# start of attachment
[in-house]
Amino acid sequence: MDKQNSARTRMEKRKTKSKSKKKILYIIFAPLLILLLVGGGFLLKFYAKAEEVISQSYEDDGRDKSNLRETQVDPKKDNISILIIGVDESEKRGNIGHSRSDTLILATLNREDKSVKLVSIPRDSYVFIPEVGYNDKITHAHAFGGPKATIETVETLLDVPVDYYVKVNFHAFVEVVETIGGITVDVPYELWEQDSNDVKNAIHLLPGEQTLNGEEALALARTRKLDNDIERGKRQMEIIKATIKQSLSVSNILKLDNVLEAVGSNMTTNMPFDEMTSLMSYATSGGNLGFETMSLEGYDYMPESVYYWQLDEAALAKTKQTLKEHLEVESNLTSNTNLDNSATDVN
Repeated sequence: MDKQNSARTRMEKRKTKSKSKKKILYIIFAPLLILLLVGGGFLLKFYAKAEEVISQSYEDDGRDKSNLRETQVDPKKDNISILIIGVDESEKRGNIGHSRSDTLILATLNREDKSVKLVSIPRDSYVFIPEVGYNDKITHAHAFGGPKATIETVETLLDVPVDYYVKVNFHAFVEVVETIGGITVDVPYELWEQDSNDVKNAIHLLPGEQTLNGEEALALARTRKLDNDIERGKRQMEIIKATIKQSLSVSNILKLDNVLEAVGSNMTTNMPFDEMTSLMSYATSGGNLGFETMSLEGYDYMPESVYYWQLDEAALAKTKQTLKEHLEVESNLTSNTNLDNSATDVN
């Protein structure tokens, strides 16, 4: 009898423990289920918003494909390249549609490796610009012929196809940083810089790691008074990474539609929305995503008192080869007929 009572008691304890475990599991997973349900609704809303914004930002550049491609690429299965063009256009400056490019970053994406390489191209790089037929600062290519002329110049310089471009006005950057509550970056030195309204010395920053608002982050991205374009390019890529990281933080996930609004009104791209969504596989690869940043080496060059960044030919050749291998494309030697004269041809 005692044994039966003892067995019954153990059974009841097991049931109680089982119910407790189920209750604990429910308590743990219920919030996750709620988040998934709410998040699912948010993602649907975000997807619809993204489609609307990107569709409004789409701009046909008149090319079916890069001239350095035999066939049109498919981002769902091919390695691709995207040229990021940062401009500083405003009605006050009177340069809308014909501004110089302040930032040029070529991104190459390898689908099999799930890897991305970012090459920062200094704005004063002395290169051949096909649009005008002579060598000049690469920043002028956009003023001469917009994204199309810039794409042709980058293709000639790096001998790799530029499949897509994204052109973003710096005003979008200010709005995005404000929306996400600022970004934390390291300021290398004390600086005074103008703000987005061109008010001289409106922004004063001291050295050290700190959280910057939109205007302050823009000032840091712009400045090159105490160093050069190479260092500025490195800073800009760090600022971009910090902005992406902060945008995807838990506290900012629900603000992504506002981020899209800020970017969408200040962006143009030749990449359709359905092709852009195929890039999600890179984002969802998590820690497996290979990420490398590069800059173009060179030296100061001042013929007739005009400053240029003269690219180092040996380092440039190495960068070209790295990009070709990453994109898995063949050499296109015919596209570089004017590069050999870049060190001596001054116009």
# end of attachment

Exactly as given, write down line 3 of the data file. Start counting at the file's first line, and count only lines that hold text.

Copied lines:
Repeated sequence: MDKQNSARTRMEKRKTKSKSKKKILYIIFAPLLILLLVGGGFLLKFYAKAEEVISQSYEDDGRDKSNLRETQVDPKKDNISILIIGVDESEKRGNIGHSRSDTLILATLNREDKSVKLVSIPRDSYVFIPEVGYNDKITHAHAFGGPKATIETVETLLDVPVDYYVKVNFHAFVEVVETIGGITVDVPYELWEQDSNDVKNAIHLLPGEQTLNGEEALALARTRKLDNDIERGKRQMEIIKATIKQSLSVSNILKLDNVLEAVGSNMTTNMPFDEMTSLMSYATSGGNLGFETMSLEGYDYMPESVYYWQLDEAALAKTKQTLKEHLEVESNLTSNTNLDNSATDVN